Day two brought more confined water skills practice, and Open Water Dive Two. This time, we were taken out on a boat to Marbella Tower – the remains of an old cable car system that transported ore from the mountains to transport boats waiting at the shore. Under the surface, remains of a crane and a sunken barge await exploration. Although I found myself overthinking, especially on the descent and ascent, getting out in what felt like real ‘open water’ was super rewarding, and the chance to practice my skills and get comfortable diving. I also discovered putting gear on at the surface is a total pain. Backward roll off the boat all the way, please.

The final day consisted purely of getting out on the open water, to complete the remaining two dives on my course. Open Water Dive Three was all about putting skills we’d learnt on the course into practice, including the five point descent and ascending safely. It was on this dive that, finally, my grip on buoyancy began to fall into place, as I skimmed rocks, hovered above the surface, and ascended with some level of grace while at eye level with my dive partner. It wasn’t perfect by any means, but I was reassured it’s something that will come along with practice and experience. Of all the dives I completed on the Open Water course, this one was my favourite.

For our final Open Water dive of the course, we were joined by my dive partner’s two sons, who’d previously had experience diving, and another instructor. It was fun to explore the ocean bed as a group, although visibility in the area we were in was unfortunately very poor. As with my third dive, I felt my confidence in my ability growing (especially having to dodge around the other divers while worrying about kicking a nine year old in the face). Back on the boat, I received the news I’d hoped for – I was officially a certified PADI Open Water diver. On land, I completed my paperwork, said goodbye to my diving companions, grabbed Nigel for a quick photo and some final words of thanks; then headed off into Marbella for the afternoon, with a smile on my face and achy legs.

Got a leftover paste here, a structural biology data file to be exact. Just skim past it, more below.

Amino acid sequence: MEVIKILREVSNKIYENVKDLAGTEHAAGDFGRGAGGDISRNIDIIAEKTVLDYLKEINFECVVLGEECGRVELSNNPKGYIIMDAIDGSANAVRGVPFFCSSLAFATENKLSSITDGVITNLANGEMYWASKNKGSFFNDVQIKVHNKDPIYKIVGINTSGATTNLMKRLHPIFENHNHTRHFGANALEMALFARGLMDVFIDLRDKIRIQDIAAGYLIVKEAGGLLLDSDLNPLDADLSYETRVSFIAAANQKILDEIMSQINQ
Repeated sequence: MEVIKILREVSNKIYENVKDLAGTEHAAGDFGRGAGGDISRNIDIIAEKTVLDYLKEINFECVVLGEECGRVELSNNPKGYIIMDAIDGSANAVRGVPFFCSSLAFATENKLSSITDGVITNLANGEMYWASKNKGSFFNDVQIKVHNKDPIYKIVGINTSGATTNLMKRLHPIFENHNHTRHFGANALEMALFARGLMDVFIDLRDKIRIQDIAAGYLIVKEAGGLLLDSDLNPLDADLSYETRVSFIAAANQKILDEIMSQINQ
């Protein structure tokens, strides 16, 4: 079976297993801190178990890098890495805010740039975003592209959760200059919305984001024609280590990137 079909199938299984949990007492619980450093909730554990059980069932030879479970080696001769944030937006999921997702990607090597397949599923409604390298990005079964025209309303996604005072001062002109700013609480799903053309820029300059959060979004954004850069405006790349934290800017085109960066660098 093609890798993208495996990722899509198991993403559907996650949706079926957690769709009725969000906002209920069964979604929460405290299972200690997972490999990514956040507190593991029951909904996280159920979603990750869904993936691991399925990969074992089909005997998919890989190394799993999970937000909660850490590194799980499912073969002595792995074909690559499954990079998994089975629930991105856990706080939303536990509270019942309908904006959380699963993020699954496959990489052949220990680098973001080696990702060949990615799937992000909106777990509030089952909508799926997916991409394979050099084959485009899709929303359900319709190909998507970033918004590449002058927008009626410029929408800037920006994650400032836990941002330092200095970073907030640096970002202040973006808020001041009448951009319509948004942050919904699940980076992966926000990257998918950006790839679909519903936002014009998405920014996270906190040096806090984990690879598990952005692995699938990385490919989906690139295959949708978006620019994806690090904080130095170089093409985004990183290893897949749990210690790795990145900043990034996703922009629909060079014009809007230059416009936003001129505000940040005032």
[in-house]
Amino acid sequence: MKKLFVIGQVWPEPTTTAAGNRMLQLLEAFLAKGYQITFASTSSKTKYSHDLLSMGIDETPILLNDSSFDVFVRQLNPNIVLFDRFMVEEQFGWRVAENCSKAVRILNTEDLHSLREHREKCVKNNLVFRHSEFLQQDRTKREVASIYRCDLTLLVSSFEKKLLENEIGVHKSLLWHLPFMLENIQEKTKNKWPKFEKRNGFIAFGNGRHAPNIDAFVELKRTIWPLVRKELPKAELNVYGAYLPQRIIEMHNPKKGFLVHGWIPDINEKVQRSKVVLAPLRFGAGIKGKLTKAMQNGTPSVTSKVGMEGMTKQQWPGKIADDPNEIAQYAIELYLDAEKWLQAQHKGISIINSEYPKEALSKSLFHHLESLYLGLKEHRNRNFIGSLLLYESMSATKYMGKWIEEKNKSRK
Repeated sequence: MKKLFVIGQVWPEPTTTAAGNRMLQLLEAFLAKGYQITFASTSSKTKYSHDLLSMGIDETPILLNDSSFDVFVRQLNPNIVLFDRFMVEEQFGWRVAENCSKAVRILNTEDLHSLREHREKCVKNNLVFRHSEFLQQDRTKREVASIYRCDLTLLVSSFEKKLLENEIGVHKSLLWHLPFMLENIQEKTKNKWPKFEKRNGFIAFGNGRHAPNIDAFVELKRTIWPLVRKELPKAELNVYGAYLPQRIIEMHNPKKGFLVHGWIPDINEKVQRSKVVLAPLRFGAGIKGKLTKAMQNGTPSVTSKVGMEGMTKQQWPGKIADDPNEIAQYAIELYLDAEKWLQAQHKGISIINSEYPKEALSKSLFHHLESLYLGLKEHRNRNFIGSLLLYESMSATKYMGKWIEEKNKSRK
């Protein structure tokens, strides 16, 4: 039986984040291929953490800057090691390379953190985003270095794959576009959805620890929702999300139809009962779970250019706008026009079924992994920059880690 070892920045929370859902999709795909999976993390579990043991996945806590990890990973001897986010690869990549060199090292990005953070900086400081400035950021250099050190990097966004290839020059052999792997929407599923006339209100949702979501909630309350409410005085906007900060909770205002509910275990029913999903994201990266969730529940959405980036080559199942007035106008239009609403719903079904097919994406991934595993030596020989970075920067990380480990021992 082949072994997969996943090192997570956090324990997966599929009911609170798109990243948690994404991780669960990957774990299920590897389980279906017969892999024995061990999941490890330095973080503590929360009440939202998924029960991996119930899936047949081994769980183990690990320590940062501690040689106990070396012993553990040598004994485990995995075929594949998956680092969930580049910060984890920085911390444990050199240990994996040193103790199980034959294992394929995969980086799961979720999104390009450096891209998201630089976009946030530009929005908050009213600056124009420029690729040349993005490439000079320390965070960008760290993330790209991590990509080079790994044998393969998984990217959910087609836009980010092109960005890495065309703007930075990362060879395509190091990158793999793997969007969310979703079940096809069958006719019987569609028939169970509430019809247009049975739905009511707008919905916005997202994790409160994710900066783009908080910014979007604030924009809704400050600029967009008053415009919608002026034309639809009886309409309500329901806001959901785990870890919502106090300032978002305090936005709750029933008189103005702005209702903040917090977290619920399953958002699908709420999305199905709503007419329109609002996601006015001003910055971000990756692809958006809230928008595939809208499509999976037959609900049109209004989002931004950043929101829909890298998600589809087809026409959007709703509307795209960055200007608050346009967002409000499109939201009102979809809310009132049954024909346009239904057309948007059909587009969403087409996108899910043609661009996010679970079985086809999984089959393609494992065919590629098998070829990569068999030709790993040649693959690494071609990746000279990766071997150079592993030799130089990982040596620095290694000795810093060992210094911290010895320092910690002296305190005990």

I’ve always had an independent and curious streak when it comes to trying new things, but like many in a post-pandemic world, my skills in bravery have been left to rust. As I get older, I find more fears creep into my brain, and my brain’s previous aversion to excessive anxiety seems to have disintegrated. Travelling out to Marbella on my own and completing the PADI Open Water was my way of reminding myself that I can still be brave, and adventurous, and challenge myself. On my final evening after I’d passed, I took a casual walk around the Old Town in the afternoon sunshine, before treating myself to a solo dinner in a fancy restaurant.

PADI Open Water in Marbella: FAQs

Where did you complete your PADI Open Water in Marbella?

I chose SimplyDiving in Marbella for my Open Water course. I chose SimplyDiving because they had good ratings and reviews of the course, and could basically guarantee that weather wouldn’t be an issue – having such a short time frame in which to complete it, this was an important part for me.

How much did the PADI Open Water course cost?

Prices for the PADI Open Water Diver course at SimplyDiving Marbella start at €395 (if you already have your own course materials/theory). If you need your theory included – which you can do at home before you travel – it’s €475 for the Silver Package, €495 for Gold (which also includes a manual and DVD). Because I don’t have a DVD player and I also didn’t have a snorkel, I opted for the Platinum Package at €505, which includes a ScubaPro Mask and Snorkel and a t-shirt. I love a free t-shirt.

Do you need your own equipment for the course?

Most dive schools, including SimplyDiving, will include full equipment rental in your course price. This also includes your wetsuit and fins if you don’t have them already.

Do you need to be fit to do an Open Water Diver course?

People of all fitness levels complete the course; however PADI states that you need to be able to at least swim 200m and tread water for 10m. You definitely don’t have to be an athlete (I’m definitely not), but a base level of fitness does make it easier. You also have to complete a medical questionnaire before you start the course, with any ‘Yes’ answers (heart and lung conditions etc.) requiring you to be cleared by a doctor.

Where did you stay in Marbella?

I stayed at Hotel Finlandia, close to both the Old Town and seafront, and a five minute walk from the SimplyDiving centre. It cost me £264 for a four night stay. Marbella isn’t the cheapest place to holiday, however there are some apartments/guesthouses/hostels that have affordable accommodation options (including single rooms cheaper than my double apartment).